normally fulfilled by helicopters during daylight hours can be successfully completed in darkness by aircraft equipped with navigation aids and night vision devices. Vietnam proved that helicopters could be used at night to greatly increase U.S. maneuver superiority over the enemy. Most of the night combat assaults were made to reinforce units in contact with the enemy; however, they were also made to gain tactical surprise, position blocking forces, and set up ambushes.
The first night reinforcement of U.S. troops under fire occurred during the firefight following the 1st Squadron, 9th Cavalry, ambush. The landing zone, which could accommodate only five helicopters, was under continuous fire during all landings. The only light available to the pilots was that from machine gun tracer rounds. This firefight also marked the first time aerial rocket artillery was employed at night in close support of friendly positions.
The first night combat assault involving airmobile 105-mm. howitzers occurred on 31 March 1966 as part of Operation LINCOLN by the 1st Cavalry Division (Airmobile). When elements of the 1st Squadron, 9th Cavalry, reinforced by a rifle company, became heavily engaged in the early evening hours, a second rifle company and Battery B, 2d Battalion, 19th Artillery, were brought into a previously unreconnoitered landing zone at 0105 hours. The fire support from the battery contributed significantly to the total of 197 enemy soldiers killed in the engagement.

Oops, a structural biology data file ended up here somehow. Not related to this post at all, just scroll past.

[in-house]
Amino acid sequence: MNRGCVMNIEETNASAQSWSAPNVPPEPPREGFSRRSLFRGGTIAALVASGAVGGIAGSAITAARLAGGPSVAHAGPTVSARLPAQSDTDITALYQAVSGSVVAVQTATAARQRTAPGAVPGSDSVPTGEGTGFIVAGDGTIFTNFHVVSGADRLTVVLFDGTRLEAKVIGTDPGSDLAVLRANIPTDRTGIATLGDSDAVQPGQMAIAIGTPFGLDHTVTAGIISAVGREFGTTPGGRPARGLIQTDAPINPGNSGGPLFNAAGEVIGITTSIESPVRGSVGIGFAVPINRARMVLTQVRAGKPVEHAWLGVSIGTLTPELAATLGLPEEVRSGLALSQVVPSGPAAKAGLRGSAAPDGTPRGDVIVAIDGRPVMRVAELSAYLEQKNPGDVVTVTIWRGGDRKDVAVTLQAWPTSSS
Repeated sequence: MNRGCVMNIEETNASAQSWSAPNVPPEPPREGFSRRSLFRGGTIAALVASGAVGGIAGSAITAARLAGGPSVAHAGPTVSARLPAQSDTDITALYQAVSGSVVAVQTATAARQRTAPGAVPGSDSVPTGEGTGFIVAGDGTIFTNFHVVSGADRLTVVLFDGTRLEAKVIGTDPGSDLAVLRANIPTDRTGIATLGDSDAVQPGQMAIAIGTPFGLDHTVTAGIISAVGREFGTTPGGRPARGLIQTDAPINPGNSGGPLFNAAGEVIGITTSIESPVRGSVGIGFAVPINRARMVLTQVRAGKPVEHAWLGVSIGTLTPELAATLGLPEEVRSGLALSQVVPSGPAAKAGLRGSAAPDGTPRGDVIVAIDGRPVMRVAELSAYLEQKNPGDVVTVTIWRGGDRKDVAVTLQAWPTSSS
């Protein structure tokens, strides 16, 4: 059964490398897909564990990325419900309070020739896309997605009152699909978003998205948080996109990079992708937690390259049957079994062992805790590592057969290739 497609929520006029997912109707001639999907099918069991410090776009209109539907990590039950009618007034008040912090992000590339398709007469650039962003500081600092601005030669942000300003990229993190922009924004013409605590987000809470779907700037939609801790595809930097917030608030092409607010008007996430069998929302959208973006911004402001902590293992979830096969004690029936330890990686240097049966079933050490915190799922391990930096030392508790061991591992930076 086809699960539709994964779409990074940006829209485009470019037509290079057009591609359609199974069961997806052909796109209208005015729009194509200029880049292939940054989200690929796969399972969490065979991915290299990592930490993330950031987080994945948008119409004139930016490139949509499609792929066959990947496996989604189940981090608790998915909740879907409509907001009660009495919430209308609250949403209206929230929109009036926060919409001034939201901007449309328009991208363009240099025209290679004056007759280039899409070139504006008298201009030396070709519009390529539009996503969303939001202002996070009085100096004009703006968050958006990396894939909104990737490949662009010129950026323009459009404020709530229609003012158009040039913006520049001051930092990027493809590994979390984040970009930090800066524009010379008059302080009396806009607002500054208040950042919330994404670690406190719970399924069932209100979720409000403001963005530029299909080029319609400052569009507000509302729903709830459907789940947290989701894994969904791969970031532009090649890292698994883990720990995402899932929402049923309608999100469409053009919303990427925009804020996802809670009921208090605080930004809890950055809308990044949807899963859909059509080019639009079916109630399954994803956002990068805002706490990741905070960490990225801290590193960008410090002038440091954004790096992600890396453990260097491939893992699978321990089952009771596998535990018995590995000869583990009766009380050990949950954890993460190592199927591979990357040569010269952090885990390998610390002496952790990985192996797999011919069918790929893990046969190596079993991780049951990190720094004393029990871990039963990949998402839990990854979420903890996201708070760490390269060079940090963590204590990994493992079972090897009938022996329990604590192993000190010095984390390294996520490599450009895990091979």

The first U.S. battalion-size night combat assault took place on 31 October 1966 when the combat elements of the 2d Battalion, 327th Infantry (Airborne), 101st Airborne Division, were lifted into two landing zones near Tuy Hoa by the 48th and 129th Assault Helicopter Companies and the 179th Assault Support Helicopter Company of the 10th Combat Aviation Battalion. Twenty-four UH-1D, six UH1B, and four CH-47 helicopters were used. The night before, the 10th Combat Aviation Battalion had conducted a deception operation involving a simulated night combat assault with preparatory fire by tactical air, artillery, and gunships and with illumination by flares. The actual operation was executed without preparatory fire and illumination. Pathfinders and security elements were positioned in the landing zones prior to the main assaults. Helicopters flew nap-ofthe-earth flight paths to gain further surprise.
The desire to deny the enemy freedom of movement at night led helicopter units to experiment with a variety of lighting systems. The earliest systems were known as the Helicopter Illumination System (Lightning Bug-Firefly) and were characterized by a fixed bank of C-123 landing lights mounted in a gunship. The crew would find and hold the target with the lights while other gunships engaged the enemy. In the Mekong Delta an OV-1C Mohawk was often used as part of the team, locating targets by an infrared device and vectoring the